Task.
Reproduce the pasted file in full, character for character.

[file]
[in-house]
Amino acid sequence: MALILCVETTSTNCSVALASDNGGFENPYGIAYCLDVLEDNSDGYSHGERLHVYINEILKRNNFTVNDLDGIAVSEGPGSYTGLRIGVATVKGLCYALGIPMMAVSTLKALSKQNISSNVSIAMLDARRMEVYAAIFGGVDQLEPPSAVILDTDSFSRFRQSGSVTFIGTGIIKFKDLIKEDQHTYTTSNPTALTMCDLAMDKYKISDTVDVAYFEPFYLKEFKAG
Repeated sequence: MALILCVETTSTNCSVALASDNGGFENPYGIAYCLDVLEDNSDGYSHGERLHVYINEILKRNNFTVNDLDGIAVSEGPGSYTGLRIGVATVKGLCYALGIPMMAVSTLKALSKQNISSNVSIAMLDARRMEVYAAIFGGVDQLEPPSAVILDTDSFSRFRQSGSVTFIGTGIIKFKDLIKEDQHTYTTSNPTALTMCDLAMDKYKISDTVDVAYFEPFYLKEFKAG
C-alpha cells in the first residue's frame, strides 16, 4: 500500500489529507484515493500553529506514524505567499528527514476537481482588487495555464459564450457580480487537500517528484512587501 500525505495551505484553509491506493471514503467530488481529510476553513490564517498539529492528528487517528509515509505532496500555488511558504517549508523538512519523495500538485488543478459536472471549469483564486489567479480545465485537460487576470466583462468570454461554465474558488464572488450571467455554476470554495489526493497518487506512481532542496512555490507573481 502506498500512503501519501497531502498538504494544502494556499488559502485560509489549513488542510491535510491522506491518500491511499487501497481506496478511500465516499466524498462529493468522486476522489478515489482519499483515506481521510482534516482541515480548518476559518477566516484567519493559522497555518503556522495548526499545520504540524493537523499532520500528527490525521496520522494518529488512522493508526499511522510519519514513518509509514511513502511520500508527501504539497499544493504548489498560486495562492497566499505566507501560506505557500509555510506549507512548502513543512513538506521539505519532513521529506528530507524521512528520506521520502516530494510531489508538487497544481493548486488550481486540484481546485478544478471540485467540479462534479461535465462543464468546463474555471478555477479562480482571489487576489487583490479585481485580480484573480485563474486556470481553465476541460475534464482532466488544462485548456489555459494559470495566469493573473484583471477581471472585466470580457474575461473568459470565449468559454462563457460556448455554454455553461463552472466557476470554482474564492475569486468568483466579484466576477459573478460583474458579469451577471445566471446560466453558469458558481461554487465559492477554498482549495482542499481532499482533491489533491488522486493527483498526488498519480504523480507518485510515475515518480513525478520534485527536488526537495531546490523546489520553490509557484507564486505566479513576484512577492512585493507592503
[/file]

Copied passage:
[in-house]
Amino acid sequence: MALILCVETTSTNCSVALASDNGGFENPYGIAYCLDVLEDNSDGYSHGERLHVYINEILKRNNFTVNDLDGIAVSEGPGSYTGLRIGVATVKGLCYALGIPMMAVSTLKALSKQNISSNVSIAMLDARRMEVYAAIFGGVDQLEPPSAVILDTDSFSRFRQSGSVTFIGTGIIKFKDLIKEDQHTYTTSNPTALTMCDLAMDKYKISDTVDVAYFEPFYLKEFKAG
Repeated sequence: MALILCVETTSTNCSVALASDNGGFENPYGIAYCLDVLEDNSDGYSHGERLHVYINEILKRNNFTVNDLDGIAVSEGPGSYTGLRIGVATVKGLCYALGIPMMAVSTLKALSKQNISSNVSIAMLDARRMEVYAAIFGGVDQLEPPSAVILDTDSFSRFRQSGSVTFIGTGIIKFKDLIKEDQHTYTTSNPTALTMCDLAMDKYKISDTVDVAYFEPFYLKEFKAG
C-alpha cells in the first residue's frame, strides 16, 4: 500500500489529507484515493500553529506514524505567499528527514476537481482588487495555464459564450457580480487537500517528484512587501 500525505495551505484553509491506493471514503467530488481529510476553513490564517498539529492528528487517528509515509505532496500555488511558504517549508523538512519523495500538485488543478459536472471549469483564486489567479480545465485537460487576470466583462468570454461554465474558488464572488450571467455554476470554495489526493497518487506512481532542496512555490507573481 502506498500512503501519501497531502498538504494544502494556499488559502485560509489549513488542510491535510491522506491518500491511499487501497481506496478511500465516499466524498462529493468522486476522489478515489482519499483515506481521510482534516482541515480548518476559518477566516484567519493559522497555518503556522495548526499545520504540524493537523499532520500528527490525521496520522494518529488512522493508526499511522510519519514513518509509514511513502511520500508527501504539497499544493504548489498560486495562492497566499505566507501560506505557500509555510506549507512548502513543512513538506521539505519532513521529506528530507524521512528520506521520502516530494510531489508538487497544481493548486488550481486540484481546485478544478471540485467540479462534479461535465462543464468546463474555471478555477479562480482571489487576489487583490479585481485580480484573480485563474486556470481553465476541460475534464482532466488544462485548456489555459494559470495566469493573473484583471477581471472585466470580457474575461473568459470565449468559454462563457460556448455554454455553461463552472466557476470554482474564492475569486468568483466579484466576477459573478460583474458579469451577471445566471446560466453558469458558481461554487465559492477554498482549495482542499481532499482533491489533491488522486493527483498526488498519480504523480507518485510515475515518480513525478520534485527536488526537495531546490523546489520553490509557484507564486505566479513576484512577492512585493507592503